- Flight 4650 on March 22 was a 50-seat jet, according to Flightaware
- FAA: The unmanned aircraft looked like a miniature F-4 Phantom jet, pilot said
- FAA: A jetliner's pilot reported a near collision with a drone over Florida
- Drones getting sucked into jet engines could be "catastrophic," he adds
A Federal Aviation Administration official warned this week about the dangers of even small unmanned aircraft, pointing specifically to a recent close call involving a drone and a commercial airliner that could have had "catastrophic" results.
Jim Williams, the head of the FAA's Unmanned Aircraft Systems (UAS) office, discussed various potential perils during a presentation Thursday to those attending the Small Unmanned Systems Business Expo. A video of his talk in San Francisco, and those of others, to those who operate, create or otherwise are involved or interested in such unmanned aircraft was posted to YouTube.
After saying "the FAA has got to be responsive to the entire industry," Williams referred to a pair of incidents in which drones caused injuries to people on the ground. One came at an event at Virginia Motor Speedway in which an "unauthorized, unmanned aircraft" crashed into the stands, and in the other a female triathlete in Australia had to get stitches after being struck by a small drone.
Then, Williams segued to a pilot's recent report of "a near midair collision" with a drone near the airport in Tallahassee, Florida. The pilot said that it appeared to be small, camouflaged, "remotely piloted" and about 2,300 feet up in the air at the time of the incident.
"The pilot said that the UAS was so close to his jet that he was sure he had collided with it," Williams said. "Thankfully, inspection to the airliner after landing found no damage. But this may not always be the case."
According to the FAA, the incident took place on March 22 and involved as U.S. Airways Flight 4650 going from Charlotte, North Carolina, to Tallahassee.
Flightaware.com lists that flight as a CRJ-200, with a capacity for 50 passengers.
The pilot claimed to pass "an unreported and apparently remotely controlled aircraft ... five miles northeast of the Tallahassee airport, according to the federal agency.
Such close calls are rare, the FAA notes.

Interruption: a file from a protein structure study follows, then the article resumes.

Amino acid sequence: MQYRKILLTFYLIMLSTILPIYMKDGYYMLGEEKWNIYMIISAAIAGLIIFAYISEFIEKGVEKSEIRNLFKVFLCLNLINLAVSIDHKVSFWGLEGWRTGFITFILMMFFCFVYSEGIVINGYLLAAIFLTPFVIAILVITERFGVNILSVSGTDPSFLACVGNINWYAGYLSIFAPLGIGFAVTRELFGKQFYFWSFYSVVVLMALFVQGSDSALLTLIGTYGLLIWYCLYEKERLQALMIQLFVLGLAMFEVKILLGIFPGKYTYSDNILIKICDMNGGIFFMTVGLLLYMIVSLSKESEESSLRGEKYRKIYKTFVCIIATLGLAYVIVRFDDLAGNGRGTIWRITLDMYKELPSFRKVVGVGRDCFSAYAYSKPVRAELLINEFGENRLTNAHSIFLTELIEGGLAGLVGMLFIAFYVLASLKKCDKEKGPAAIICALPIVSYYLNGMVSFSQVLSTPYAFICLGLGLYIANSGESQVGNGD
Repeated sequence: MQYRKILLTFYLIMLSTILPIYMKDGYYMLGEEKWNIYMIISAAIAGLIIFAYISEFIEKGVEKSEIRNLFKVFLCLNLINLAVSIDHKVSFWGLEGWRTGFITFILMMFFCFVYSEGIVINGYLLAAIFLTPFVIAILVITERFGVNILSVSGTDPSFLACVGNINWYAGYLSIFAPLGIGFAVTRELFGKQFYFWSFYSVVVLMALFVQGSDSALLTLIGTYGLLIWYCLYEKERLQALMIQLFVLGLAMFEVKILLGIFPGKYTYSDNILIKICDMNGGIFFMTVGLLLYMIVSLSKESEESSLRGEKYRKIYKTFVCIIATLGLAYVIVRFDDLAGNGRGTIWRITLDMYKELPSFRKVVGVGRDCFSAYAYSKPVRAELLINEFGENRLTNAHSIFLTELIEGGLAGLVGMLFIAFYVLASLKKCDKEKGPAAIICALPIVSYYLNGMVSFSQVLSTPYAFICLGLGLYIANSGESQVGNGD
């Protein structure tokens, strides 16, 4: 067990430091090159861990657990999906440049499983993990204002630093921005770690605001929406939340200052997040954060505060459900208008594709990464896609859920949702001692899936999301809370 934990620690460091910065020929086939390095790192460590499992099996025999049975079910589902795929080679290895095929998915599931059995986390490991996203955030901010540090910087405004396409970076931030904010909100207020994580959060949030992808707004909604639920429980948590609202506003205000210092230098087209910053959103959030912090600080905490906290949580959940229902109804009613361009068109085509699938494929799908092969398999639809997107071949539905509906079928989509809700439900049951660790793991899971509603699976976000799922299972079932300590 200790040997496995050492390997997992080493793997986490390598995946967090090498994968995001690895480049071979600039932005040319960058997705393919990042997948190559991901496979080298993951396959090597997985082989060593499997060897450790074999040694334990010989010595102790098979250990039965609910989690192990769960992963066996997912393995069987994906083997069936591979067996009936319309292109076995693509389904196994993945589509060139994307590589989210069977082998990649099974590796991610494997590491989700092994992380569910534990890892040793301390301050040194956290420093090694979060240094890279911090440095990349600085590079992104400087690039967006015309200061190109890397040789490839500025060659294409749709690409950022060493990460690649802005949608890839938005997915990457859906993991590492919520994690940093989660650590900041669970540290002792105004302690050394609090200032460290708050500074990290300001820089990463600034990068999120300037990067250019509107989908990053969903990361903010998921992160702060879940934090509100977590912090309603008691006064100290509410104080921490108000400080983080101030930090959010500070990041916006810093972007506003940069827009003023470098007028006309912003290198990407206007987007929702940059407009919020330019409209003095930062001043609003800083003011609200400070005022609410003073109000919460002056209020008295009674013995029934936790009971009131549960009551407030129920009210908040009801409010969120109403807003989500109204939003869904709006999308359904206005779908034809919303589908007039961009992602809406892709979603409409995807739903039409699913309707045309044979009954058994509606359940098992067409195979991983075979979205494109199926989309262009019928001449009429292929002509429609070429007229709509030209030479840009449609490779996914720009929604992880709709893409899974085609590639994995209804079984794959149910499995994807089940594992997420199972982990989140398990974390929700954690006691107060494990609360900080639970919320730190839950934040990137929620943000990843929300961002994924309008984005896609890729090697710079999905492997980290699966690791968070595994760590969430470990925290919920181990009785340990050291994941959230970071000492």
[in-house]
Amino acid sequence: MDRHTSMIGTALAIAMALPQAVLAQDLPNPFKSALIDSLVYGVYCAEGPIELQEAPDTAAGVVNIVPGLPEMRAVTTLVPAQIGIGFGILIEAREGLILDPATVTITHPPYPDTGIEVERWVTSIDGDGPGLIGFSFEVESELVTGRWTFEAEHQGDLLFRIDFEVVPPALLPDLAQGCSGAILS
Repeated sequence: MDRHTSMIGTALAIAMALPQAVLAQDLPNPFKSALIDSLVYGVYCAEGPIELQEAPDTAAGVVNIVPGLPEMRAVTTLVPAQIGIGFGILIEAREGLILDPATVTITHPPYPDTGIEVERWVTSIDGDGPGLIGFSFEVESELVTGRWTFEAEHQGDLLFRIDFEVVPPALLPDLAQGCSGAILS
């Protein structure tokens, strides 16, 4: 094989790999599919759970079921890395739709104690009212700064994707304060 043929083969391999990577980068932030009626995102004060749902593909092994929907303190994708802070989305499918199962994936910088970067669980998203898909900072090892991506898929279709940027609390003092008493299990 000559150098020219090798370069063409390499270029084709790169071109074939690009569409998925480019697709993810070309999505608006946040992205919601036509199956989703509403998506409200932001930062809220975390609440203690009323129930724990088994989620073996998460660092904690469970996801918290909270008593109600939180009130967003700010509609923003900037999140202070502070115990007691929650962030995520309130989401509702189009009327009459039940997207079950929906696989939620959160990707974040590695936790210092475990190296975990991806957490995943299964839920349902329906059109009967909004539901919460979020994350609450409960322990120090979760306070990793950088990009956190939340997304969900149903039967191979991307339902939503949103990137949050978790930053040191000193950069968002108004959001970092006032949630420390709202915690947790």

The pilot reported that the small unmanned aircraft involved looked similar to an F-4 Phantom jet, and not like a helicopter that might hold a camera that many associate more closely with drones. Such planes have gas turbine engines and can fly higher than an average drone, according to the FAA. Neither the drone in this case, nor its pilot, have been identified.
In its own statement, US Airways said that it was aware of this reported "incident with one of our express flights, and we are investigating."
Explaining why this event is significant, Williams referenced to the so-called "Miracle on the Hudson" from 2009, when US Airways Flight 1549 safely crash-landed in New York's Hudson River after striking at least one bird upon takeoff from LaGuardia Airport.
Such bird strikes are dangerous enough; a drone, even a small one, getting sucked into a jetliner's engine could be even worse, Williams said.
"Imagine a metal and plastic object -- especially with (a) big lithium battery -- going into a high-speed engine," he added. "The results could be catastrophic."
All these incidents speak to "why it is incredibly important for detect-and-avoid standards (for small unmanned aircraft) to be developed and right-of-way rules to be obeyed," Williams said. He added that such standards are in the works.
His agency reiterated this sentiment in its statement Friday.
"The FAA has the exclusive authority to regulate the airspace from the ground up, and a mandate to protect the safety of the American people in the air and on the ground," the agency said. "...Our challenge is to integrate unmanned aircraft into the busiest, most complex airspace in the world. Introduction of unmanned aircraft into America's airspace must take place incrementally and with the interest of safety first."
As to current regulations, Williams noted the FAA has appealed a federal judge's decision in a case involving businessman Raphael Pirker.
Pirker used a remotely operated, 56-inch foam glider to take aerial video for an advertisement for the University of Virginia Medical Center. The FAA then fined him $10,000 for operating the aircraft in a "careless and reckless manner."
A judge on March 6 agreed with Pirker that the FAA overreached by applying regulations for aircraft to model aircraft, and said no FAA rule prohibited Pirker's radio-controlled flight.
But on Thursday, Williams said that another judge had stayed this ruling pending the FAA's appeal.
"Nothing has changed from a legal standpoint," he said, "and the FAA continues to enforce the airspace rules."